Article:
Leader Efficacy and Work Engagement: Implications for School Leaders
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Type of Work123 pages
DepartmentHood College Education
RightsAttribution-NonCommercial-NoDerivs 3.0 United States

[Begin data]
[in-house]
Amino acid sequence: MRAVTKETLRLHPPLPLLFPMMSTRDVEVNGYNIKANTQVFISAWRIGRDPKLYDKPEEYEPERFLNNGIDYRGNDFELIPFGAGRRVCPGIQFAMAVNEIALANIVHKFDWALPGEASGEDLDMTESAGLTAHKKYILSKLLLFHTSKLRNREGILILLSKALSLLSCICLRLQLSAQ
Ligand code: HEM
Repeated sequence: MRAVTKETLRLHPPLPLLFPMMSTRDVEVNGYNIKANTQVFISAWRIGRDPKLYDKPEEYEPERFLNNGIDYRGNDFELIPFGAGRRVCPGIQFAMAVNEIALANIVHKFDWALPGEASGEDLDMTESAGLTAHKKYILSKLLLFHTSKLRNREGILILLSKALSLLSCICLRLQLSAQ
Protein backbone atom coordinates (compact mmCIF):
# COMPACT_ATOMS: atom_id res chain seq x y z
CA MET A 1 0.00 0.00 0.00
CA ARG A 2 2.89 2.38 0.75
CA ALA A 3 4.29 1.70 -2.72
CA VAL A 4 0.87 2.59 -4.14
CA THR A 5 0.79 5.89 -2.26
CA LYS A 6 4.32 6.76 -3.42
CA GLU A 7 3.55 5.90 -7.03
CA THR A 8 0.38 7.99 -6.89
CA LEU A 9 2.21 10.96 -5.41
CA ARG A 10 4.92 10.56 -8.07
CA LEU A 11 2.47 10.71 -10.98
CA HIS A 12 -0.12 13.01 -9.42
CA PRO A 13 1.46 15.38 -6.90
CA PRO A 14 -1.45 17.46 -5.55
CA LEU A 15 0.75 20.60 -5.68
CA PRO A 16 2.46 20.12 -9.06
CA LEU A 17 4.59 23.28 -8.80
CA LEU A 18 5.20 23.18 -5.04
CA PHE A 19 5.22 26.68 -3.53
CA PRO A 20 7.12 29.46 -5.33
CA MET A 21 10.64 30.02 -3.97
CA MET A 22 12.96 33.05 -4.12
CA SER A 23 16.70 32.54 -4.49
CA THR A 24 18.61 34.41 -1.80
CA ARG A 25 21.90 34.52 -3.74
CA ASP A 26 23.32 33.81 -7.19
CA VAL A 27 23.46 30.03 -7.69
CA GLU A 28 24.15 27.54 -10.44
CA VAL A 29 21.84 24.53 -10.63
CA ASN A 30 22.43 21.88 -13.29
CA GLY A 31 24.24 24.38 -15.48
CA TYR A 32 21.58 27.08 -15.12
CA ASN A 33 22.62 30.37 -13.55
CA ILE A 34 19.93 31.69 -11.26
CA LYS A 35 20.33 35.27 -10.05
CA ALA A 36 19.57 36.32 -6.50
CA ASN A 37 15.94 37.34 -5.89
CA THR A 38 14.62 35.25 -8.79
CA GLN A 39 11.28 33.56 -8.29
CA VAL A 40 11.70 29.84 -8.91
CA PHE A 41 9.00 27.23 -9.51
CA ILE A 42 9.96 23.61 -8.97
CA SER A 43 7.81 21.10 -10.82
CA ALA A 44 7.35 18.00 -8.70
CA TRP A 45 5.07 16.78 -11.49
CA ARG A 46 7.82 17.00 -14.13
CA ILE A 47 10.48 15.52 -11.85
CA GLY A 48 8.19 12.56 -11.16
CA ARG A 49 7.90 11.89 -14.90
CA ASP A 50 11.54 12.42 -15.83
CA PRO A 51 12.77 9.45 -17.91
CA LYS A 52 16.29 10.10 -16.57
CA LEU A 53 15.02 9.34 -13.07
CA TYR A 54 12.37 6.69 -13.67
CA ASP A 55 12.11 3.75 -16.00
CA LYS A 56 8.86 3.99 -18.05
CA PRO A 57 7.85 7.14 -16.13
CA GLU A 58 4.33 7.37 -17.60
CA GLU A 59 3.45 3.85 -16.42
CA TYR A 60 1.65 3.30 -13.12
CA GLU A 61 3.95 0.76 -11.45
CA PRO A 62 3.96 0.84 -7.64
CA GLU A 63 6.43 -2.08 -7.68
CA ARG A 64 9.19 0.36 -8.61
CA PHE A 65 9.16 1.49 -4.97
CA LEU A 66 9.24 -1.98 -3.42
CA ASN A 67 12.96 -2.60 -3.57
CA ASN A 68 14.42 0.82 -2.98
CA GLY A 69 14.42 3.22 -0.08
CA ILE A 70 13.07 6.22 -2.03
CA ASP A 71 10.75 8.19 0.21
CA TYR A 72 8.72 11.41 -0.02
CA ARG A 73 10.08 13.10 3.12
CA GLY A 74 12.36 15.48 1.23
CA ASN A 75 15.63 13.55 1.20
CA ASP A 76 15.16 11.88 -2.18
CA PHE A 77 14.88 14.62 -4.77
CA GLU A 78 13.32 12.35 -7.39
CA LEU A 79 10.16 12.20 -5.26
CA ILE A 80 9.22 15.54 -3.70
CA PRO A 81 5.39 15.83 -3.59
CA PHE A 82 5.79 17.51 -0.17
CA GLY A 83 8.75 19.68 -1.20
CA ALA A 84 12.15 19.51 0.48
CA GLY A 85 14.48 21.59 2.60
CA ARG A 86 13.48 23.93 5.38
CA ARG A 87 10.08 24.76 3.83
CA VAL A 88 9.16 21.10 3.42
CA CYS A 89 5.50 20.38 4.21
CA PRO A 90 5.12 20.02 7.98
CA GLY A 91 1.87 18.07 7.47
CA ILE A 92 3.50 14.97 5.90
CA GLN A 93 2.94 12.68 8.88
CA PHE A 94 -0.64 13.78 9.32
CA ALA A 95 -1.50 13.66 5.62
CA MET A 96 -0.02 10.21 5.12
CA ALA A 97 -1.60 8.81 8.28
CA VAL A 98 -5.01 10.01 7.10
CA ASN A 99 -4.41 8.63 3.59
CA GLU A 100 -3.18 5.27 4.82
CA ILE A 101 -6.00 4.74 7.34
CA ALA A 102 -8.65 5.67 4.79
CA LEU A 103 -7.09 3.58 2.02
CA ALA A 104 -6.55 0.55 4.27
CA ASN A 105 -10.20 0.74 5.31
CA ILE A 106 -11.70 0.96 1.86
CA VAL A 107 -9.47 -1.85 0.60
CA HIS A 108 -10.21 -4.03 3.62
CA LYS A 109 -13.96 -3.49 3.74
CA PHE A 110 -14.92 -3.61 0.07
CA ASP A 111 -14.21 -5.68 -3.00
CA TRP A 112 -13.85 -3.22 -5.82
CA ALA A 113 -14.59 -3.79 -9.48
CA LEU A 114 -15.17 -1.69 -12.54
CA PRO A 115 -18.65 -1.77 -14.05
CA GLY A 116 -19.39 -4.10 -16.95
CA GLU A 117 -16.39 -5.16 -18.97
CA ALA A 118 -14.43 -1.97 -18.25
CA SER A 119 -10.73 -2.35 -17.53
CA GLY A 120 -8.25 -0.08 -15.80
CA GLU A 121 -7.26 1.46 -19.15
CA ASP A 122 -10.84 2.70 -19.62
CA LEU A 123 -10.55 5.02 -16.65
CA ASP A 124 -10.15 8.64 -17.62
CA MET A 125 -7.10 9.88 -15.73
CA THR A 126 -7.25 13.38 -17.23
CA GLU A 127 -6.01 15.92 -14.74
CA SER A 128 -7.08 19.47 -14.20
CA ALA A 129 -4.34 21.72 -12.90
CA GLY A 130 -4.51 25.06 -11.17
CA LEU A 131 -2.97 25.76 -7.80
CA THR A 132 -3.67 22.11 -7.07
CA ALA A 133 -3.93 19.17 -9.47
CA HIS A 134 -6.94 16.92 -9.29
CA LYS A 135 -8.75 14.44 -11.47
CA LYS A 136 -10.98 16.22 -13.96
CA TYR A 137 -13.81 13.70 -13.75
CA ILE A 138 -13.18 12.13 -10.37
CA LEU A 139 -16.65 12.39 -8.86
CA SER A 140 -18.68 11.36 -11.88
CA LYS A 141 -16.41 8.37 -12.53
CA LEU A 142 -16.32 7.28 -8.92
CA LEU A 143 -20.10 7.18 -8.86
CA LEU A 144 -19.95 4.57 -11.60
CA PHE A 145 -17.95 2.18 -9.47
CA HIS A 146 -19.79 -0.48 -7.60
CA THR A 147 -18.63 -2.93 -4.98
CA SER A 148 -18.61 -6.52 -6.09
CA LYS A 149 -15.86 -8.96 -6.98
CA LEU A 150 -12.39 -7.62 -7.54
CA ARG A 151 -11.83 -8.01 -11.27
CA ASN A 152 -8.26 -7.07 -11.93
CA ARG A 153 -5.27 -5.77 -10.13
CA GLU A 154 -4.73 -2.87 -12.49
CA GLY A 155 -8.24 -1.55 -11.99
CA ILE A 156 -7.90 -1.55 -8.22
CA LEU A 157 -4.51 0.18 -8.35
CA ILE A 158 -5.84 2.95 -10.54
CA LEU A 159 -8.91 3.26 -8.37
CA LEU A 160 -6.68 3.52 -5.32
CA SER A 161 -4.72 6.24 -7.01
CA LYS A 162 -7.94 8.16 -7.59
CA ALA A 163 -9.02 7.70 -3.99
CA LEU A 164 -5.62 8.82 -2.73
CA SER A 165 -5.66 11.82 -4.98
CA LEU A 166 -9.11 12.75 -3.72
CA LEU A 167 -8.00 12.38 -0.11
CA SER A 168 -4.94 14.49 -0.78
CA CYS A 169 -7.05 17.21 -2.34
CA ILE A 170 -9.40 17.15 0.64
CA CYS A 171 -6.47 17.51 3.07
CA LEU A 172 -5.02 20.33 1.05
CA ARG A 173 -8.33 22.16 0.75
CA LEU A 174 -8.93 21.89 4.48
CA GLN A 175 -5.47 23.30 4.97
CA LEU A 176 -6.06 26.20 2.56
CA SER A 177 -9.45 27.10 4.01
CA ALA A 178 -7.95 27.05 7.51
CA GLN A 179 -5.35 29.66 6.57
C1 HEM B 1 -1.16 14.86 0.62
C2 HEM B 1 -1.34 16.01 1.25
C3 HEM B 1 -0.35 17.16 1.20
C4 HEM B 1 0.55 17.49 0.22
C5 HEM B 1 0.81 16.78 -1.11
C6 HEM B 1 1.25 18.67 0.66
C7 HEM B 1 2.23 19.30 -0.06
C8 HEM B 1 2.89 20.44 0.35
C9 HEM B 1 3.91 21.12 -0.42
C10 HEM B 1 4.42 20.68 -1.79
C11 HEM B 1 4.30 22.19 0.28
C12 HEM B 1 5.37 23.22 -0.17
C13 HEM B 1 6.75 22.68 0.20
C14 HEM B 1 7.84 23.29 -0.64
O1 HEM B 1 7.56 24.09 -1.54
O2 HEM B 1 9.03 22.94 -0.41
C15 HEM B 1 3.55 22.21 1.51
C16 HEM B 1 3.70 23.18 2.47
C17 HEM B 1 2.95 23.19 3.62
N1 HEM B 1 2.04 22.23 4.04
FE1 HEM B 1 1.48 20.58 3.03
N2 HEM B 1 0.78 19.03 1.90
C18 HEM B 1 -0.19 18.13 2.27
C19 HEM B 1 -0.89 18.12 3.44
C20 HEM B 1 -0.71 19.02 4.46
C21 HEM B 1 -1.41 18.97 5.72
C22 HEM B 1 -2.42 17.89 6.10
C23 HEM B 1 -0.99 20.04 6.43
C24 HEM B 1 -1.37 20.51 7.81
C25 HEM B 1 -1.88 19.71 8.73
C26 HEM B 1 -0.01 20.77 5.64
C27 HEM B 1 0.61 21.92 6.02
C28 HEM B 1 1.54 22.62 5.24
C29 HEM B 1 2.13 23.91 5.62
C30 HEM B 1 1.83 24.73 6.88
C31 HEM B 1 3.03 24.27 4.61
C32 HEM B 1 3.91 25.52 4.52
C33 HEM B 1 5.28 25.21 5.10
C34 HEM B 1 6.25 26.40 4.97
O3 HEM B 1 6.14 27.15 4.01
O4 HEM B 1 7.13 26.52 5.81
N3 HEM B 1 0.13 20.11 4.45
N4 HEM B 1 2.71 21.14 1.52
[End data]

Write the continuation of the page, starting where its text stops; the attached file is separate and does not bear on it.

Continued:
School leaders play a significant role in cultivating the right conditions for teaching and learning. The current educational landscape requires 21st century leaders to continually adapt to changing federal, state, and local school district expectations and accountability measures in order to be effective. Simultaneously, the needs of staff and students present complexities that compound the responsibility of school leaders. Managing the various tasks on a daily basis while remaining focused on instruction requires fortitude. It is essential that school leaders possess the knowledge, skills, and abilities necessary to build strong organizational cultures that result in favorable outcomes for students. This quantitative study is grounded in Bandura’s social cognitive theory which focuses on efficacy and human agency including individual cognition, behavior, and context. In this study, leader cognition is defined as leader efficacy to perform a task and engage in the leadership environment. The purpose of this study was to examine the relationship between leader efficacy and work engagement. This study involves an analysis of secondary data from a national sample of 5,620 public-school principals who completed the National Teacher and Principal Survey Principal Questionnaire in 2015-2016. The chi-square test of independence was used to test the independent and dependent variables in the study. The results showed a relationship between leader efficacy and work engagement (phi = .106). Logistic regression determined that race was a significant predictor in determining work engagement (p = .039). The findings notably highlight low work engagement due to school leaders’ work conditions and stress. The implications for practice include enhancing work engagement through wellbeing activities such as mindfulness, reflection, and physical activity. Additional implications for district leaders include creating sustainable learning communities that promote networking, professional learning, mentorship, and leadership development. The study’s findings generated further implications for policy, leadership practice, and future research.
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